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Campbellsville City Council members had first reading of an amendment to a zoning ordinance that will allow family child care homes to operate in residential zones.
At the Council’s special meeting on Jan. 13, Council member Mike Hall Jr. said family child care home facilities are licensed and regulated differently than traditional daycares. According to Hall, family child care homes are generally intended to be located within residential districts.
“I think these came about as a result of the realization in many communities that not everybody works 9 to 5. That there are folks that work second shift and work third shift and the normal daycare providers who provide care from seven in the morning till five in evening were not available to provide care to these folks that worked other hours,” Hall said.
The Campbellsville Planning & Zoning Commission Board voted to deny a request to amend the City of Campbellsville Zoning Ordinance at a special meeting in December. According to a letter written by Chris Tucker, Board administrator, amending the ordinance would be detrimental to the rights of residents living in residential zones.
Council member Sharon Hoskins-Sanders, who sponsored the ordinance brought before the Council, said she doesn’t believe a licensed family child care home operating in accordance with requirements set by the state would cause harm to other residents.
The facilities can provide care for a maximum of 10 children and are prohibited from using yard signs and billboards to promote their business. Hoskins-Sanders said the Kentucky Division of Regulated Child Care, which issues the licenses, conducts inspections and background checks and can also do random in-home visits to check for compliance.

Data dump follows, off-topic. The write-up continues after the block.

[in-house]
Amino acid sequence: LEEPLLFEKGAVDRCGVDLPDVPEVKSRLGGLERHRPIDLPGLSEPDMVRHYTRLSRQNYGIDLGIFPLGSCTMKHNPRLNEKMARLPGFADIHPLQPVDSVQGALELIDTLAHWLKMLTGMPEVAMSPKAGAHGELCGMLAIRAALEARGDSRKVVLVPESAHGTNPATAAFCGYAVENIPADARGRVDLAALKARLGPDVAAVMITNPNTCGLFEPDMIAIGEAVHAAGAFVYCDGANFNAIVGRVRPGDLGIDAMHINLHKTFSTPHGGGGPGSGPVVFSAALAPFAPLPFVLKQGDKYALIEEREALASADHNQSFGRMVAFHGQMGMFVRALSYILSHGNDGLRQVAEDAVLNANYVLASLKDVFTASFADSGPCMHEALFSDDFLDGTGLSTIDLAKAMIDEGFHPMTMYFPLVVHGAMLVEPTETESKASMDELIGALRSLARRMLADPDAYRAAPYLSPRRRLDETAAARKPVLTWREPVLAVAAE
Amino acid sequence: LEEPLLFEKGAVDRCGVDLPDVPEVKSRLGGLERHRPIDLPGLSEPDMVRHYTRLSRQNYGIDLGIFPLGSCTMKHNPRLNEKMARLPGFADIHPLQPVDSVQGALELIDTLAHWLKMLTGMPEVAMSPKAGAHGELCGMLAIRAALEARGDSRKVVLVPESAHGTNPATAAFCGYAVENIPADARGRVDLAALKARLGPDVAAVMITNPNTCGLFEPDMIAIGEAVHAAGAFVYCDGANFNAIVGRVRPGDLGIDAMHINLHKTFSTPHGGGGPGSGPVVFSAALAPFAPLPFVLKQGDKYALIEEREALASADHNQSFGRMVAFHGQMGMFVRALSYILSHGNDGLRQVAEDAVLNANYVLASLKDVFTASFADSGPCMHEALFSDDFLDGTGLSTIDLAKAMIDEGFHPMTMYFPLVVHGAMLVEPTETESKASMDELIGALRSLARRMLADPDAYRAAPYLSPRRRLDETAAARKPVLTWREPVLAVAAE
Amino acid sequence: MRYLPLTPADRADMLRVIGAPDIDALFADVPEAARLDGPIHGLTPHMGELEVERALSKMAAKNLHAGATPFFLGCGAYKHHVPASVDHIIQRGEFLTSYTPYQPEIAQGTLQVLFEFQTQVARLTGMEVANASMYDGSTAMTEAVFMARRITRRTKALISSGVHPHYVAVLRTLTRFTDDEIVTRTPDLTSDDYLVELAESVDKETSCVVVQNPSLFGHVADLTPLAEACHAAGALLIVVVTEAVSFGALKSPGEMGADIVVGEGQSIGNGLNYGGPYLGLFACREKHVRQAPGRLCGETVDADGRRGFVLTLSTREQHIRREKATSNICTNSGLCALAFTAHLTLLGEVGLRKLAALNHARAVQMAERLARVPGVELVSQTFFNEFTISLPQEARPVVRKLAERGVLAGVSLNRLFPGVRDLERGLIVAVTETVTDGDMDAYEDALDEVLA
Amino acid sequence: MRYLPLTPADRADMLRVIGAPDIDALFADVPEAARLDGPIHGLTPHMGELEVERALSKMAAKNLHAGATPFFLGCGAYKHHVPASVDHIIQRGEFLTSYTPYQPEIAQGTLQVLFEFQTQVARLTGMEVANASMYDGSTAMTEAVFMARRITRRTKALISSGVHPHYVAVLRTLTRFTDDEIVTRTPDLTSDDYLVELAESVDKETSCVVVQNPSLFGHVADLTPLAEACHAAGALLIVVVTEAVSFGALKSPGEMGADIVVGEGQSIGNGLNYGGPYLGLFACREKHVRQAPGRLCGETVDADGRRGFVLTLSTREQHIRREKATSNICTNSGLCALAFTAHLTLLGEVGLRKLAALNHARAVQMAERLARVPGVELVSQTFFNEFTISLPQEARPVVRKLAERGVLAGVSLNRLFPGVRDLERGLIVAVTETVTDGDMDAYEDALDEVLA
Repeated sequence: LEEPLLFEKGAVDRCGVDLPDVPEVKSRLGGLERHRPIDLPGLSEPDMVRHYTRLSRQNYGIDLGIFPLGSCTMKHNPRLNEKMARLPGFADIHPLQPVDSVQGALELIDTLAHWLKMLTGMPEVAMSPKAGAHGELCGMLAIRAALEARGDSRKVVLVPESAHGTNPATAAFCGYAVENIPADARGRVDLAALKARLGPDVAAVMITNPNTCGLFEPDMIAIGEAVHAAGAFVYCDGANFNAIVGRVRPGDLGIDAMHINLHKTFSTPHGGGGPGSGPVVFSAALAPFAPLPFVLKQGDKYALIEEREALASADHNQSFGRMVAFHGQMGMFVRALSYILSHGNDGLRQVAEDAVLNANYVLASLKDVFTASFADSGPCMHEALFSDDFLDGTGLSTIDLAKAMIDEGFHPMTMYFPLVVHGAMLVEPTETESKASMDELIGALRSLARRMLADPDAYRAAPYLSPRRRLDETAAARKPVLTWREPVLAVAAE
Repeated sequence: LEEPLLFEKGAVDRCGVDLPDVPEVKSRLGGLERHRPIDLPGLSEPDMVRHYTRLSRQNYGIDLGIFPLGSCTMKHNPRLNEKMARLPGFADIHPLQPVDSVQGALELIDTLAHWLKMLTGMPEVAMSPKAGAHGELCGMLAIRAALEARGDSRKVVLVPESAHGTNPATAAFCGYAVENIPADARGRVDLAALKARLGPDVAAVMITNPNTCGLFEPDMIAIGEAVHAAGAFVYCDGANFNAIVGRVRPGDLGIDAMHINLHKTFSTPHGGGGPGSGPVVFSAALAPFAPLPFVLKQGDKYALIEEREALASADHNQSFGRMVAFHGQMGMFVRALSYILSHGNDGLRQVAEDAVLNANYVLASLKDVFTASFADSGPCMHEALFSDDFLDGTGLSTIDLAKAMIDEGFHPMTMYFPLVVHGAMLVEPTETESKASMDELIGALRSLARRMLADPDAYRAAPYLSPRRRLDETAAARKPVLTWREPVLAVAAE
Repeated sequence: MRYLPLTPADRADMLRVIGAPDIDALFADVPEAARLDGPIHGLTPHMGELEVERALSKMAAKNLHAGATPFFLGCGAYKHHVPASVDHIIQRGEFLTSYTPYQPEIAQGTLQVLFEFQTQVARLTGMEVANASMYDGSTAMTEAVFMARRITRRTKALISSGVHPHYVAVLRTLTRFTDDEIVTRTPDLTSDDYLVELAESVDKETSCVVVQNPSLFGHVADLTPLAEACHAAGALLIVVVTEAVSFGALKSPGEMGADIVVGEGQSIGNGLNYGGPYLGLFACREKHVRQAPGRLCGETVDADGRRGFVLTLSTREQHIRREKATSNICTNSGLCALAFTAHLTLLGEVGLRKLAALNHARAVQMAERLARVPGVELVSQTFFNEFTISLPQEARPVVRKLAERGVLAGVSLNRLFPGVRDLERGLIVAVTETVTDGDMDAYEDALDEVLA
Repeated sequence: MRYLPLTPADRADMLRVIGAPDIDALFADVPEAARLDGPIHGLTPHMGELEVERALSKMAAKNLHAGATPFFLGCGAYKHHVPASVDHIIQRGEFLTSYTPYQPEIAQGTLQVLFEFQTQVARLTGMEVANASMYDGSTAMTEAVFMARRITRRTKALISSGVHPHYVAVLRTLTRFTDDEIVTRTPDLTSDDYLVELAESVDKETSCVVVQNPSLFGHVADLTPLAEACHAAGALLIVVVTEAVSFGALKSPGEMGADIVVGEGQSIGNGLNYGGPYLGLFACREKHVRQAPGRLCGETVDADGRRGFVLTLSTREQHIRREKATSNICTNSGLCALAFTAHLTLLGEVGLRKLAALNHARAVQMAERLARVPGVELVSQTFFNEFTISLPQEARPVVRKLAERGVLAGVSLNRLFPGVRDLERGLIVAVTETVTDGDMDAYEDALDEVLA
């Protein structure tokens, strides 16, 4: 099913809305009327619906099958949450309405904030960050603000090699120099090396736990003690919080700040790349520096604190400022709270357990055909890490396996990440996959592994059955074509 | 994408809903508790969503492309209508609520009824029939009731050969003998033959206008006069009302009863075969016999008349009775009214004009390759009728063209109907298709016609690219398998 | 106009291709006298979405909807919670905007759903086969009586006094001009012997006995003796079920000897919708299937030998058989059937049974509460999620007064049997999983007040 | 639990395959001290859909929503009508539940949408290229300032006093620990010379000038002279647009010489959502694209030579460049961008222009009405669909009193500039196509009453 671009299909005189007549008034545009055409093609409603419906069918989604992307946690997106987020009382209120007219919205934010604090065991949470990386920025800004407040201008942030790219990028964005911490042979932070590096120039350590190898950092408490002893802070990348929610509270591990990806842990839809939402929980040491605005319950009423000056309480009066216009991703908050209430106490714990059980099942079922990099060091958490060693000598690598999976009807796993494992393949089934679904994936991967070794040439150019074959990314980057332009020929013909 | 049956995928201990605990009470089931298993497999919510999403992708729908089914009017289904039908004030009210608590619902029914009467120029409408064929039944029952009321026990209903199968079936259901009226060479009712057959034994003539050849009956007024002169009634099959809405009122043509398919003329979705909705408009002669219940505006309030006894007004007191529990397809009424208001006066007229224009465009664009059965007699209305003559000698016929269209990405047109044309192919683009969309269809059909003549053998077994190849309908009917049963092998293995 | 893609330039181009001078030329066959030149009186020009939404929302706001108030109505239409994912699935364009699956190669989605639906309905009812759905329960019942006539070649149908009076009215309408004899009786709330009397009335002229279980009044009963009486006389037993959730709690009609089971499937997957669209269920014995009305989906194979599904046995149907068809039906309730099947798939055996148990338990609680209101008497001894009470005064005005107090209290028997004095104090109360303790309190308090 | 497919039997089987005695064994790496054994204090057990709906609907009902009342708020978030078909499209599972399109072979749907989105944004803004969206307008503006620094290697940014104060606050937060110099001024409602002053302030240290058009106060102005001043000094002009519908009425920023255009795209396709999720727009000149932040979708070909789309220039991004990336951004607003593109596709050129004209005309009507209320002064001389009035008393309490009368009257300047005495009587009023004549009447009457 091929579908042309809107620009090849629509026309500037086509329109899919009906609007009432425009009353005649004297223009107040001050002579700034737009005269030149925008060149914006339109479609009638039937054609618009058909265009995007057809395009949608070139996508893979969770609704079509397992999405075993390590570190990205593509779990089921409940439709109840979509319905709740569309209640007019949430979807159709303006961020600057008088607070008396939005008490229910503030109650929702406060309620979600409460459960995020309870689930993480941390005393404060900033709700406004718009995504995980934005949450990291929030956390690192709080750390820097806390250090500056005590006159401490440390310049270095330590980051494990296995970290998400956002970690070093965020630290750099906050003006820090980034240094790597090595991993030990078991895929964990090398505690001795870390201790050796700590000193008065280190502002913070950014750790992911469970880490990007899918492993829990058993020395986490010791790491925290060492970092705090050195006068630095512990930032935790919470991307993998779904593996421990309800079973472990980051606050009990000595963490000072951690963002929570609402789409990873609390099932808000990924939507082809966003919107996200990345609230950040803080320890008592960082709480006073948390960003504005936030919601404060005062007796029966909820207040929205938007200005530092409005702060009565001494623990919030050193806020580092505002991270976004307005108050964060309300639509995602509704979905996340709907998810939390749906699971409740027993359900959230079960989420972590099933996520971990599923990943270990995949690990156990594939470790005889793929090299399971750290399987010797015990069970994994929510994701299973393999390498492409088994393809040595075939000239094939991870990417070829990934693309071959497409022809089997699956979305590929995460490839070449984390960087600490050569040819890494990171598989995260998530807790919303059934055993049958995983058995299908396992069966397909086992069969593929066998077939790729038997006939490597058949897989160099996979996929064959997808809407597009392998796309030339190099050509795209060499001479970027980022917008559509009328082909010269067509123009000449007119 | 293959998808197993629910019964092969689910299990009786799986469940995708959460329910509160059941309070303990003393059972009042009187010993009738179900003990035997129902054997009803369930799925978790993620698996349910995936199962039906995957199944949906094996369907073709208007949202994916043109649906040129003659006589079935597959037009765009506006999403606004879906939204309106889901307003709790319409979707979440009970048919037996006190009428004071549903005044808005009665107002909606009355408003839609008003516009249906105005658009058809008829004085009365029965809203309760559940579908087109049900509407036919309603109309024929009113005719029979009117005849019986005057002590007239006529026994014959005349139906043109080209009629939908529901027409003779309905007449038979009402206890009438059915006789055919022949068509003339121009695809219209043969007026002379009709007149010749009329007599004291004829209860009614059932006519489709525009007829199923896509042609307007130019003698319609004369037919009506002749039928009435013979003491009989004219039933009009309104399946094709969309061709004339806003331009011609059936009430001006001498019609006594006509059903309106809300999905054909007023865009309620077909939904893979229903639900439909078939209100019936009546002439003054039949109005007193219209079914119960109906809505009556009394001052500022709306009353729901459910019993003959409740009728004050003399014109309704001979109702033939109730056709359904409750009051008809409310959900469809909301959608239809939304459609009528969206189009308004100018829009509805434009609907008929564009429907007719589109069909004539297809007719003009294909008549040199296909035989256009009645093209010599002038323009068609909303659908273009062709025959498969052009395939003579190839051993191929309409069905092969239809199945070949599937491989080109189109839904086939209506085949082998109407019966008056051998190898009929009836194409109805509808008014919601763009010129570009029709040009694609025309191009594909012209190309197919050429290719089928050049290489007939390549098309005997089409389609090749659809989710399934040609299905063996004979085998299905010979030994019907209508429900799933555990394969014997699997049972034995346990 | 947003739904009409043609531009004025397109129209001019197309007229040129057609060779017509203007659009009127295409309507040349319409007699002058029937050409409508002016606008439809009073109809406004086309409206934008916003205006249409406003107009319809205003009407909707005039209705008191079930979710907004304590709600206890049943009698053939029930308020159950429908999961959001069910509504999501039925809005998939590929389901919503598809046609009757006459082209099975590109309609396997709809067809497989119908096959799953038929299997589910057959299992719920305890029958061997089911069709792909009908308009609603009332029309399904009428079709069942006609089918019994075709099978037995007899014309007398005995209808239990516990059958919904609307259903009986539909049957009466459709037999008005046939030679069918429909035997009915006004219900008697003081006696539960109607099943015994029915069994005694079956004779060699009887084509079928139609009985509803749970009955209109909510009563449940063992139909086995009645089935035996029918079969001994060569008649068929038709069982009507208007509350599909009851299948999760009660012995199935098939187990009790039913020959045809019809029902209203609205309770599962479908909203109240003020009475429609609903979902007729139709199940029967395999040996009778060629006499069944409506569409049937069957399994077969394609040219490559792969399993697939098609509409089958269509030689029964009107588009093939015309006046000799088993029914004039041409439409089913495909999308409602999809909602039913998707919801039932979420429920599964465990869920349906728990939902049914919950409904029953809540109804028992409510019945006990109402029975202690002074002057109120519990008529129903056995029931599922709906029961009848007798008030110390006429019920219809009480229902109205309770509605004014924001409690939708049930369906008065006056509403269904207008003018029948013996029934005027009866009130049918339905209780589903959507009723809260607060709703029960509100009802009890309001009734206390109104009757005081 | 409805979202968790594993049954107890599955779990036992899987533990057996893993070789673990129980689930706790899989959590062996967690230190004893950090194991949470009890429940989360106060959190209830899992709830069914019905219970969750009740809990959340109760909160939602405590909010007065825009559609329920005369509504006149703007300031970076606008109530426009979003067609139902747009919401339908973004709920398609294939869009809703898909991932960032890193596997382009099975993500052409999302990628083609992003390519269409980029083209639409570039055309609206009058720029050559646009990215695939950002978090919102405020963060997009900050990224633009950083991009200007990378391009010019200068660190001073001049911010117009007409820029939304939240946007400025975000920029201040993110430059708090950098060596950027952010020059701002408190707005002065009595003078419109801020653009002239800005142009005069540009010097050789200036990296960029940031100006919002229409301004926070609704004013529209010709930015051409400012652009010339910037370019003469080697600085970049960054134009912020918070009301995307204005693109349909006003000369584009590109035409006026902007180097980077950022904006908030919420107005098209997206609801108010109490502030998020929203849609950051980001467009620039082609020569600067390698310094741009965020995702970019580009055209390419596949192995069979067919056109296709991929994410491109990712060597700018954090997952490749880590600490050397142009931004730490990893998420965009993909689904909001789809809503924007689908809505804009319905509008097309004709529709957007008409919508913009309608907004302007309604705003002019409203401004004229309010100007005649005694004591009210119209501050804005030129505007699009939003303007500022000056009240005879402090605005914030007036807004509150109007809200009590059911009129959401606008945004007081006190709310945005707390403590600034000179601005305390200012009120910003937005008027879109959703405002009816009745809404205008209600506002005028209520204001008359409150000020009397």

Council member Dave Nunery said the operators of the facilities are also required to complete nine hours of training each year.
Council members asked several questions about the requirements for the facilities. Hall recommended that Council members read the Kentucky Division of Regulated Child Care’s description and regulations regarding the facilities because they are very specific.
Also at the meeting:
• Campbellsville Mayor Tony Young read the city’s financial report. The city received $874,101.85 in revenue and incurred $779,612.82 in expenses in November. With 41 percent of the fiscal year complete, the city has received 47 percent of its budgeted revenue and spent 44 percent of its annual budget.
• The Council approved a request from Campbellsville/Taylor County EMS Director Gary Magers to declare equipment purchased to perform CPR on patients in cardiac arrest as surplus. The equipment was purchased with a grant three years ago but Magers said there were problems with it.
• Paula Hall was recognized for 25 years of employment at Campbellsville Water & Sewer Co.